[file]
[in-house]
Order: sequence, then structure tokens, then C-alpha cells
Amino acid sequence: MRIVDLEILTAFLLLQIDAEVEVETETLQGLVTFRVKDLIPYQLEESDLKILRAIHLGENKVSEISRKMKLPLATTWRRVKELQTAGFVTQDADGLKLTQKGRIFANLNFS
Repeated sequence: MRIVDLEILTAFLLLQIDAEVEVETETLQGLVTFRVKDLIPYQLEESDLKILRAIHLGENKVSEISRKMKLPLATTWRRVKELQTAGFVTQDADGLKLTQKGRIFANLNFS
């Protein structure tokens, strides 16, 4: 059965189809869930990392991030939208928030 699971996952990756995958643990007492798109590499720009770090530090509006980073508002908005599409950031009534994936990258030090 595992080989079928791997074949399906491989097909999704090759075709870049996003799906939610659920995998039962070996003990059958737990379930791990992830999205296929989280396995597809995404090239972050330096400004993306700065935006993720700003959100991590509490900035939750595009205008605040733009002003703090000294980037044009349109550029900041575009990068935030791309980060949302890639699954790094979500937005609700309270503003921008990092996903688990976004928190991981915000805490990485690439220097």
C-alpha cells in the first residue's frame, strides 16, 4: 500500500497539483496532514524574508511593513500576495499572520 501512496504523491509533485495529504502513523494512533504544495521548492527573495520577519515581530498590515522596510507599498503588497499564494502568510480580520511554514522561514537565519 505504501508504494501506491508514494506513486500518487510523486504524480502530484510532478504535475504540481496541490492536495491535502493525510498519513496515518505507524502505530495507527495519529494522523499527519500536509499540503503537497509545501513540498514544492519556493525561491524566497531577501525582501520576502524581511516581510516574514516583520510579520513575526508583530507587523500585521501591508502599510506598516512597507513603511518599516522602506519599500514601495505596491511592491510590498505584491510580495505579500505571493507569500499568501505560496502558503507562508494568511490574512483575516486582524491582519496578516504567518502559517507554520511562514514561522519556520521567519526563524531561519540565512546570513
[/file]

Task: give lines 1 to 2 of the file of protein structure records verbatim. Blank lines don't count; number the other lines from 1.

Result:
[in-house]
Order: sequence, then structure tokens, then C-alpha cells